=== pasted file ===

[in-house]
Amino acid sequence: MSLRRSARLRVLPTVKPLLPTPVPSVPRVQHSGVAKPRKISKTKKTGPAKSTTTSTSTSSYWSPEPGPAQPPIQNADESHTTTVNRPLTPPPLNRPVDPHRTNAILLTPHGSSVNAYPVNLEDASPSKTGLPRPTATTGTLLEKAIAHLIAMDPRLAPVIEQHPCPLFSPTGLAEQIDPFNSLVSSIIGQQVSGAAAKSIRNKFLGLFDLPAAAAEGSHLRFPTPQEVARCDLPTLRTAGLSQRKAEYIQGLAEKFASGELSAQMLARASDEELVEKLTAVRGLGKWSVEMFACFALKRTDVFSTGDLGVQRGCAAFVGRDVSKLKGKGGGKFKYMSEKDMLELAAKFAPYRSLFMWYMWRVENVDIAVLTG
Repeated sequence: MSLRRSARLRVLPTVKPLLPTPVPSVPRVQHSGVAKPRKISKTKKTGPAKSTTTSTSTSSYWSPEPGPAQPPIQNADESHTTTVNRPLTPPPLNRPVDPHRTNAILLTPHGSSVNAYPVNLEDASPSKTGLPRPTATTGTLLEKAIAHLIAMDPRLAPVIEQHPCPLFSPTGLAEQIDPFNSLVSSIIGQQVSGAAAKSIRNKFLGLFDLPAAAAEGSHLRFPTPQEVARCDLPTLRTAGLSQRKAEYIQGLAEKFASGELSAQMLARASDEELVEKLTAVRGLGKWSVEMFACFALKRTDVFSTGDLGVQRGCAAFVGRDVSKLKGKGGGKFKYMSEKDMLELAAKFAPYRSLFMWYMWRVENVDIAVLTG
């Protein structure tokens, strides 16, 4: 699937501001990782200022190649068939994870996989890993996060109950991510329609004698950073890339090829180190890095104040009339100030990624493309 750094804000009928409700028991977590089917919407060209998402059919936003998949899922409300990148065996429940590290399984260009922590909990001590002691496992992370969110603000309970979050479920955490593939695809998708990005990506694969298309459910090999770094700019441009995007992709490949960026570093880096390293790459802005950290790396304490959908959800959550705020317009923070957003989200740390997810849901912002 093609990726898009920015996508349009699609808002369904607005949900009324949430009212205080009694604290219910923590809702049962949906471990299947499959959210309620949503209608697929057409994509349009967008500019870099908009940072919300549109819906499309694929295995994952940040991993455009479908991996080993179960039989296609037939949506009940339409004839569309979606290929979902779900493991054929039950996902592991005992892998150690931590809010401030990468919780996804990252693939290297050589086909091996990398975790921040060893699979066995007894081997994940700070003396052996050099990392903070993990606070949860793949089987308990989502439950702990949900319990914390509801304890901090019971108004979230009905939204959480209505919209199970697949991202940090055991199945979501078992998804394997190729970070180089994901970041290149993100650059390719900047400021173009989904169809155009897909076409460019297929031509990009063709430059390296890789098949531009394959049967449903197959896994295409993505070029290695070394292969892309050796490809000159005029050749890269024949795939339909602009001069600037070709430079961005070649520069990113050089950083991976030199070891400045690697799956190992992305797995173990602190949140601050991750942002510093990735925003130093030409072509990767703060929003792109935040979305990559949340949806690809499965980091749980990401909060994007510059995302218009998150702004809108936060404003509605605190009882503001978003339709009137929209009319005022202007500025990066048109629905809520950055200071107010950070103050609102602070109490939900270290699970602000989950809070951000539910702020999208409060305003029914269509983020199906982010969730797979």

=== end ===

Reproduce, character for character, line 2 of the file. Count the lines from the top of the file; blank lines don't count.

Amino acid sequence: MSLRRSARLRVLPTVKPLLPTPVPSVPRVQHSGVAKPRKISKTKKTGPAKSTTTSTSTSSYWSPEPGPAQPPIQNADESHTTTVNRPLTPPPLNRPVDPHRTNAILLTPHGSSVNAYPVNLEDASPSKTGLPRPTATTGTLLEKAIAHLIAMDPRLAPVIEQHPCPLFSPTGLAEQIDPFNSLVSSIIGQQVSGAAAKSIRNKFLGLFDLPAAAAEGSHLRFPTPQEVARCDLPTLRTAGLSQRKAEYIQGLAEKFASGELSAQMLARASDEELVEKLTAVRGLGKWSVEMFACFALKRTDVFSTGDLGVQRGCAAFVGRDVSKLKGKGGGKFKYMSEKDMLELAAKFAPYRSLFMWYMWRVENVDIAVLTG